Evaluating Multimedia Library Materials: Clues from Hand-Printed Books and Art History

Article excerpt

Digital multimedia materials enter or reside in the library in several formats -- on CD-ROM, via the World Wide Web, perhaps on 12-inch laserdiscs, and in locally maintained databases on hard disk. Additional multimedia in the form of traditional audiovisual materials such as film, video, and audiotapes is also present, but lacks some essential characteristics of the new digital materials, such as efficient interleaving of media and, especially, interactivity. They are also on their way out! Digital materials will primarily form the resources of the future (apart from archival print collections, and who knows how well it will be possible to preserve those?).

A Perspective on Evaluation

from the Print World

In his report The HPB (Hand Printed Books) Project: Phase II, William Cameron, late dean of the graduate school of library and information science at the University of Western Ontario, makes a useful observation about the evaluation of printed books (Cameron, 1970). The analytical bibliographer and the literary critic, he says, have quite different views on this subject. The first deals essentially with "a piece of meat" and the second with a presentation of ideas or literary expression. For the first, the physical form is primary; for the second, the intellectual content.

Nevertheless, there is no fundamental controversy. The analytical bibliographer has the physical tools (much like the coroner, your favorite detective on TV, or some DNA expert in the courtroom) to advise decisively whether Shakespeare meant to say "too solid" or "too sullied" flesh, and to determine what was going on with those typewritten records during the Nixon era. The literati take it from there once the text is determined, and then interpret it.

What's this got to do with CD-ROM and the Web? Well, we would say that things don't change as much as they might appear to. CD-ROM and the Web still involve texts (even if they are now multimedia ones) embodied in a physical format, and they still need interpretation and evaluation.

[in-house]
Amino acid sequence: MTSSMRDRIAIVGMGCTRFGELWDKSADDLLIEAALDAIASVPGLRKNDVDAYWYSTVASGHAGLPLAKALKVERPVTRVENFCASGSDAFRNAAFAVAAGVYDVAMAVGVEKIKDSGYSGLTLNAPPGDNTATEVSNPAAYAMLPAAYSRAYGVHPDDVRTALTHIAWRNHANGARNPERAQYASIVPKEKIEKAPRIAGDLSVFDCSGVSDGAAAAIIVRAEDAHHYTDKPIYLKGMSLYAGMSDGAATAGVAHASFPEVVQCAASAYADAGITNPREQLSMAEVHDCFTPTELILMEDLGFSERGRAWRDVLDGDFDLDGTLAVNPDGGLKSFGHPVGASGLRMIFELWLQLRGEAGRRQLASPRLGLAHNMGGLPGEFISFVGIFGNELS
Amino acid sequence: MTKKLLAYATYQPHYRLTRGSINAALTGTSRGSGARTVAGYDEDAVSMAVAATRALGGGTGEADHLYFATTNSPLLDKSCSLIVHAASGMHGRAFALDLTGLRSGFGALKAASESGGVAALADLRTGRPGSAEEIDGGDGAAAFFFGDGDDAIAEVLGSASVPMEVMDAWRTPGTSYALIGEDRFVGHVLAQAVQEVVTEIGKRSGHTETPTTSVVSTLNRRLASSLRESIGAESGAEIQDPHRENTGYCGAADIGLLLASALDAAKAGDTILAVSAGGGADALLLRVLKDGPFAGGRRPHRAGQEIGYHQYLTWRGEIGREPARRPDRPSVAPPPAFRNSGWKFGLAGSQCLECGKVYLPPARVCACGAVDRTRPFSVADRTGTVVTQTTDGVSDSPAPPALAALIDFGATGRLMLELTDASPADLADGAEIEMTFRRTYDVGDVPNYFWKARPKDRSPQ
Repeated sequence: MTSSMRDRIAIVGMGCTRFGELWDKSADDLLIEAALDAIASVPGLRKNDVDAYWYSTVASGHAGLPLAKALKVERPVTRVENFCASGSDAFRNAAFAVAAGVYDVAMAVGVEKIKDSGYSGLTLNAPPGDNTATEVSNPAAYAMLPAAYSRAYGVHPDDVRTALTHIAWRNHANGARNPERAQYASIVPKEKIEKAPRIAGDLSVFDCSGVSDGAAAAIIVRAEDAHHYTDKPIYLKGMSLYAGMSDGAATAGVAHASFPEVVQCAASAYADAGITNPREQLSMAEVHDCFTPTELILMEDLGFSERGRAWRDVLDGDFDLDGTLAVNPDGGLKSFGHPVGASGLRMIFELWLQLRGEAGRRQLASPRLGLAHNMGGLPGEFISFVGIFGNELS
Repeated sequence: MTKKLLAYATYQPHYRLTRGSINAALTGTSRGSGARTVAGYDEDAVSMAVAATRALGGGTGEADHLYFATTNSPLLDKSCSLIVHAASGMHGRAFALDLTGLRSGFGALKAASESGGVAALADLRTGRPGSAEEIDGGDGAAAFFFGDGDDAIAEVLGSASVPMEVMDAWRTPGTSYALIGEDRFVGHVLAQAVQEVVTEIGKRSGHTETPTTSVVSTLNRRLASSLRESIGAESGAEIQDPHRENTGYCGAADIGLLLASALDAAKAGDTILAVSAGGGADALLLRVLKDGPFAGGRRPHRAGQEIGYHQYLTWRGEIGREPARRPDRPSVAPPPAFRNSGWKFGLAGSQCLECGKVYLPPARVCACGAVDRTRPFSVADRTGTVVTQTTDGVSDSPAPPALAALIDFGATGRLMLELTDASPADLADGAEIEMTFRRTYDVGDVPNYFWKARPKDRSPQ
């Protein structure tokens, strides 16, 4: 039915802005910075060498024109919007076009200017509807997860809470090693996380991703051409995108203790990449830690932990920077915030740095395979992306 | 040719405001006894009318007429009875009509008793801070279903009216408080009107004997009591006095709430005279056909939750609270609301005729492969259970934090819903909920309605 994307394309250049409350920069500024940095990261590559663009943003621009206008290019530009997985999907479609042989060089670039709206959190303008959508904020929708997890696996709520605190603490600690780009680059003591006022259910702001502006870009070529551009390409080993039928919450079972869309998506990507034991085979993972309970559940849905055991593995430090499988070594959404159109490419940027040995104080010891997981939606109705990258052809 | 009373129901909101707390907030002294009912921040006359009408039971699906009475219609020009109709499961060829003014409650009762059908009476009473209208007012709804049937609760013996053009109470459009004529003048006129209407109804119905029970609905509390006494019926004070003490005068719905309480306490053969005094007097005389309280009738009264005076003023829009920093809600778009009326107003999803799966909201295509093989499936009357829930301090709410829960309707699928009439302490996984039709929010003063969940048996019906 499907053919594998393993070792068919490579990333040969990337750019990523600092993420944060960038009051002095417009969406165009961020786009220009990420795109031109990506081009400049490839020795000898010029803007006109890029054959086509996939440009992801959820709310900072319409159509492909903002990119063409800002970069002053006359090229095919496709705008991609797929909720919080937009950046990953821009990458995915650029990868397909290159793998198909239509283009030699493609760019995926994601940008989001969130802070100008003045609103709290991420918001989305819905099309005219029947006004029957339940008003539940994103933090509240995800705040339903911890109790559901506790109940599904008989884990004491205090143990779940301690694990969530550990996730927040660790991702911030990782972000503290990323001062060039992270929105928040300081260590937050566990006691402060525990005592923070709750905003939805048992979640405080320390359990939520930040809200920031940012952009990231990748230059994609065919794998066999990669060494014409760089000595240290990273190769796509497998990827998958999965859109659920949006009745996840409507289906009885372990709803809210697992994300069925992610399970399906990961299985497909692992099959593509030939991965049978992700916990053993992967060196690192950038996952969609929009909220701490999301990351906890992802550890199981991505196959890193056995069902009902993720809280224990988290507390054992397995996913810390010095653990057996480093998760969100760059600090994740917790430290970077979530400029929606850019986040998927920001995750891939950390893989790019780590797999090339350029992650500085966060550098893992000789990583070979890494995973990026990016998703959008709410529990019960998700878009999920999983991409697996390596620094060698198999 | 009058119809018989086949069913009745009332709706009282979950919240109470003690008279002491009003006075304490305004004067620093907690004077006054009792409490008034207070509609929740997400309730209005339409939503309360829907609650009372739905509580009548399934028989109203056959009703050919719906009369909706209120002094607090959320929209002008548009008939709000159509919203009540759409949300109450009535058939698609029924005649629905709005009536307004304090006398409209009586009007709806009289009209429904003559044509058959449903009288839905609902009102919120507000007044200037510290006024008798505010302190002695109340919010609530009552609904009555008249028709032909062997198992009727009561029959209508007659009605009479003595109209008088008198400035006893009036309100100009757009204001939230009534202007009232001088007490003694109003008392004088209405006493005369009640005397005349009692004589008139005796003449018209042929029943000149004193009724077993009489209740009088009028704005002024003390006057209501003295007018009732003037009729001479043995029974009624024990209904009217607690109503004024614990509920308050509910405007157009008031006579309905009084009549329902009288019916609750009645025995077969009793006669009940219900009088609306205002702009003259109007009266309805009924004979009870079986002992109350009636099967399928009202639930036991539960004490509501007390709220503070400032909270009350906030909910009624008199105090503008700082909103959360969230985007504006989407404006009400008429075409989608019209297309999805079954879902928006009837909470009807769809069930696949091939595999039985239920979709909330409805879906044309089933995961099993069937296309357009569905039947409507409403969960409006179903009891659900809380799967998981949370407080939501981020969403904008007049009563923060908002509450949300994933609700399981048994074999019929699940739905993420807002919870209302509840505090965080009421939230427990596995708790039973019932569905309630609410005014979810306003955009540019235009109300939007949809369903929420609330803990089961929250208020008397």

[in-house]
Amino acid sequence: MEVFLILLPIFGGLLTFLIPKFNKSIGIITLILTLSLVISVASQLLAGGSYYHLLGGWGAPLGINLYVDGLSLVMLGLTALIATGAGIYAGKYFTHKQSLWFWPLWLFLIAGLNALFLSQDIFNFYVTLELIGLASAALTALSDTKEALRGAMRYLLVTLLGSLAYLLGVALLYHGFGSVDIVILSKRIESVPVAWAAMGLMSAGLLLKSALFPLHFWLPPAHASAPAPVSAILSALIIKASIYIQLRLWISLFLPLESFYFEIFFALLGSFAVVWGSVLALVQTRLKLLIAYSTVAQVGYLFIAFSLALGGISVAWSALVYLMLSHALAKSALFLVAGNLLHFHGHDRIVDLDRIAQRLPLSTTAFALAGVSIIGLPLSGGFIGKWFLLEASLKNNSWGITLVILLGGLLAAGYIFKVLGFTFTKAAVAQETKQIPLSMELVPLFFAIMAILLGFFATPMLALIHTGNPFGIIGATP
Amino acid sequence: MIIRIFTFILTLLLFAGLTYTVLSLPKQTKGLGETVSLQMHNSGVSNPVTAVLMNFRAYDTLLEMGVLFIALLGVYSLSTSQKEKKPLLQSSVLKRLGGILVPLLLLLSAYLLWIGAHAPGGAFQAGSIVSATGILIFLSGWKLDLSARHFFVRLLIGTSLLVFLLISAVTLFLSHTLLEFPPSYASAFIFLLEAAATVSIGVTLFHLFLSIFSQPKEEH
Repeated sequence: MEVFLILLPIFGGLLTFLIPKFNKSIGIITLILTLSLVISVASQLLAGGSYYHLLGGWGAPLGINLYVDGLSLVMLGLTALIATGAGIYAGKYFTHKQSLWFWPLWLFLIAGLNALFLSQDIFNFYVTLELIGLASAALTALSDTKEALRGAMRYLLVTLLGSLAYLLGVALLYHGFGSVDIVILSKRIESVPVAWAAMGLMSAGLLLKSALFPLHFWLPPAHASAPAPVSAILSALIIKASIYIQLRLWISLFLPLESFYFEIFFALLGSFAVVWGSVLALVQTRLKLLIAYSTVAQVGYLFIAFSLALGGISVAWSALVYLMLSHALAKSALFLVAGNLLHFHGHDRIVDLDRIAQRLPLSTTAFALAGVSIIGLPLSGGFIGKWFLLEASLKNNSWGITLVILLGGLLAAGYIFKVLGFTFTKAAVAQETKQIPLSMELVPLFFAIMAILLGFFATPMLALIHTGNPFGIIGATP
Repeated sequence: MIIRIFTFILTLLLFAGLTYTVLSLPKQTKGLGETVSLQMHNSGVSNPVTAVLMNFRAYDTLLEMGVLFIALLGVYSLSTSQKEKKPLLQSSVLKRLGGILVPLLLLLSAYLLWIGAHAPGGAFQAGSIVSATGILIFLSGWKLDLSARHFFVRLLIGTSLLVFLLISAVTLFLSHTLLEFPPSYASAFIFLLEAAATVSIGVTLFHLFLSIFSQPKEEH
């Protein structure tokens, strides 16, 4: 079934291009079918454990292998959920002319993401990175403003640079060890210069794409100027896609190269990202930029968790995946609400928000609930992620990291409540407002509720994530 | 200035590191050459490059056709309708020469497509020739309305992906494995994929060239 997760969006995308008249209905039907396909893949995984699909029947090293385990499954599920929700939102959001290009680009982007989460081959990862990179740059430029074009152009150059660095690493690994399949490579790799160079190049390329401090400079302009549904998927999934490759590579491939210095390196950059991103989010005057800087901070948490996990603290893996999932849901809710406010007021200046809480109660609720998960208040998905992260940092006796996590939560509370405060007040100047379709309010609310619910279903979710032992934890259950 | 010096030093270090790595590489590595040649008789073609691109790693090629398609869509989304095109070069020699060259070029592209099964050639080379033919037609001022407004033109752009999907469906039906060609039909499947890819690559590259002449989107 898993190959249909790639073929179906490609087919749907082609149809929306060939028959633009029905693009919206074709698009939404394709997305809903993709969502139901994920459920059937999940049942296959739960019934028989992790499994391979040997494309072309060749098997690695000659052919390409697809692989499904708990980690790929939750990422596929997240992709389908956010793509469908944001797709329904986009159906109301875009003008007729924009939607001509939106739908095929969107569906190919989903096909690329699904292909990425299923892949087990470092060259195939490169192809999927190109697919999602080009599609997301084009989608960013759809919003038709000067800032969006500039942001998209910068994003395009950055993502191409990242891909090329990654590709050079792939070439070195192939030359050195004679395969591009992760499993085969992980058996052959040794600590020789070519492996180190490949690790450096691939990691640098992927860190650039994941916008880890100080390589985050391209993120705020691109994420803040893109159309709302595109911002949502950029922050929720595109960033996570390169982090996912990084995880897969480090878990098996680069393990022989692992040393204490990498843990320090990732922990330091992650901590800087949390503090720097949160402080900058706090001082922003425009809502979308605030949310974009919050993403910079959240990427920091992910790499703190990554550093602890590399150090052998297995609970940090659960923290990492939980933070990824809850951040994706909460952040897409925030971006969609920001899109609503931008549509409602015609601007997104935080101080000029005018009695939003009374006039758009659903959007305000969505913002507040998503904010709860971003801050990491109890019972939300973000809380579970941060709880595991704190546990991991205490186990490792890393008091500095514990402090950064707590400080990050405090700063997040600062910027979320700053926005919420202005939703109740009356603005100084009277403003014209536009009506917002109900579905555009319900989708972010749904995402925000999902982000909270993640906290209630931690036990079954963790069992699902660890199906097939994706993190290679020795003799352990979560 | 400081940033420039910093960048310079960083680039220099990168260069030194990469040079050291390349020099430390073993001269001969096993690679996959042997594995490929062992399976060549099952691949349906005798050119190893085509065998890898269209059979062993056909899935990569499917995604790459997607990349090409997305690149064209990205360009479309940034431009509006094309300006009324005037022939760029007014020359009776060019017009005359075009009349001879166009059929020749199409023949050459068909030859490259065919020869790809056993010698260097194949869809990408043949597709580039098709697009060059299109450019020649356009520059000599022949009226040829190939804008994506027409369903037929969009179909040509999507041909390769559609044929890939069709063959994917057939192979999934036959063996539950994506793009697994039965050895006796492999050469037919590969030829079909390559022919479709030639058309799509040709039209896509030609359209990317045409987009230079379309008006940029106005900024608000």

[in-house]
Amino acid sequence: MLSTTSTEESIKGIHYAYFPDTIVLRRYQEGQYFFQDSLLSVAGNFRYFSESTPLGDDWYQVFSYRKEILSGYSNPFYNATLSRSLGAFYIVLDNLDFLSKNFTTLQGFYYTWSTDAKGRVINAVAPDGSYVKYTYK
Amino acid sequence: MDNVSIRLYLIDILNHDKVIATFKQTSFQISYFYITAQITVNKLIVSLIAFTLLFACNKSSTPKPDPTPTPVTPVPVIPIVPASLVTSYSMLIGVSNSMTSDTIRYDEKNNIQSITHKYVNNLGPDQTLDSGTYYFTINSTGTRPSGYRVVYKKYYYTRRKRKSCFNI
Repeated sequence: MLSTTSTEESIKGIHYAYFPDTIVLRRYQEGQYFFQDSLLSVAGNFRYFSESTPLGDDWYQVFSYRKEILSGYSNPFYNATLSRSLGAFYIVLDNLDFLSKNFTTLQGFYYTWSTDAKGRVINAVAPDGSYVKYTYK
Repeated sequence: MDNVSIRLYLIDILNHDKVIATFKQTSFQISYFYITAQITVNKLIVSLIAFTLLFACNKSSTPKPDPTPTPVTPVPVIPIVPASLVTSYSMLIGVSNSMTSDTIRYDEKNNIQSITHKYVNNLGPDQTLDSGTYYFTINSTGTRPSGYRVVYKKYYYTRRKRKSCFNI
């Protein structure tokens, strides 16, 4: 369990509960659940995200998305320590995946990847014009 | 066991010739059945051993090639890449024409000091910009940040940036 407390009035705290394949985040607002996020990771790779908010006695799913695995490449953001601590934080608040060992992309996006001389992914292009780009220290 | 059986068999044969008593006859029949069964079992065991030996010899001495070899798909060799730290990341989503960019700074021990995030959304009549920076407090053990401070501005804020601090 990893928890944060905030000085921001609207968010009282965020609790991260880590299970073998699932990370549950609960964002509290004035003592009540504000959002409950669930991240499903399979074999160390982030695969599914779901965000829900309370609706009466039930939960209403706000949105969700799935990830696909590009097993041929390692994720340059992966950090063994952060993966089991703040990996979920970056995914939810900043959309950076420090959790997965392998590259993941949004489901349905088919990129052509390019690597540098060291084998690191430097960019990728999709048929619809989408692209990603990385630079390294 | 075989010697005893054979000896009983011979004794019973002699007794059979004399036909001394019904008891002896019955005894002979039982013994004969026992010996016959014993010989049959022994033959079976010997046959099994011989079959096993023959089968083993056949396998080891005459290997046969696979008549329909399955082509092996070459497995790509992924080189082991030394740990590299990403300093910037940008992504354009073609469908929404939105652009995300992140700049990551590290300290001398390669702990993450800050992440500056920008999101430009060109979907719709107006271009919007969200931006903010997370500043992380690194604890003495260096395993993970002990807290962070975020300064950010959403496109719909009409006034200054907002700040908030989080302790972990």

Hierarchy of

Analysis and Evaluation

We suggest that all published materials, whether in print or in electronic format, are subject to a hierarchy of analytical and critical examination levels. Dr. Cameron would hold that there are three such levels: identification, description, and analysis. He would also hold that, within each of the three levels, there are two distinct but complementary ways to look at the information product: as an object, considering its physical nature, and as a "work," considering its intellectual content. Figure 1 illustrates the framework, with specific reference to printed books. There are two primary interests, represented on the "x" axis (bottom): physical character of the book (left side), and intellectual content (right side) of the book. Lots of librarians may not have paid much attention to the physical/analytical bibliographer with respect to print materials in the past, but with present electronic materials, physical aspects such as format and system requirements cannot be ignored.

Between the physical and intellectual poles, scholars and librarians (or anyone else) will have different degrees of interest, represented by the "y" axis. Specifically, these are Dr. Cameron's three examination levels mentioned above: identification, description and analysis of the book/CD-ROM/Web site. So, at the level of identification, the bibliographer will want to refer to "the quarto of 1490 gathered in eights with the Dolphin watermark, the Aldus imprint, and the Italian laid paper from the factory in Milano" (a totally fictitious example), while the librarian or literary critic will want to refer to "that big authoritative Oxford edition of Shakespeare with the blue cover that is on the back shelf," "Melville's Moby Dick," or some specific LC, DDC, or shelflist number. There is actually not too much divergence at the level of mere identification. …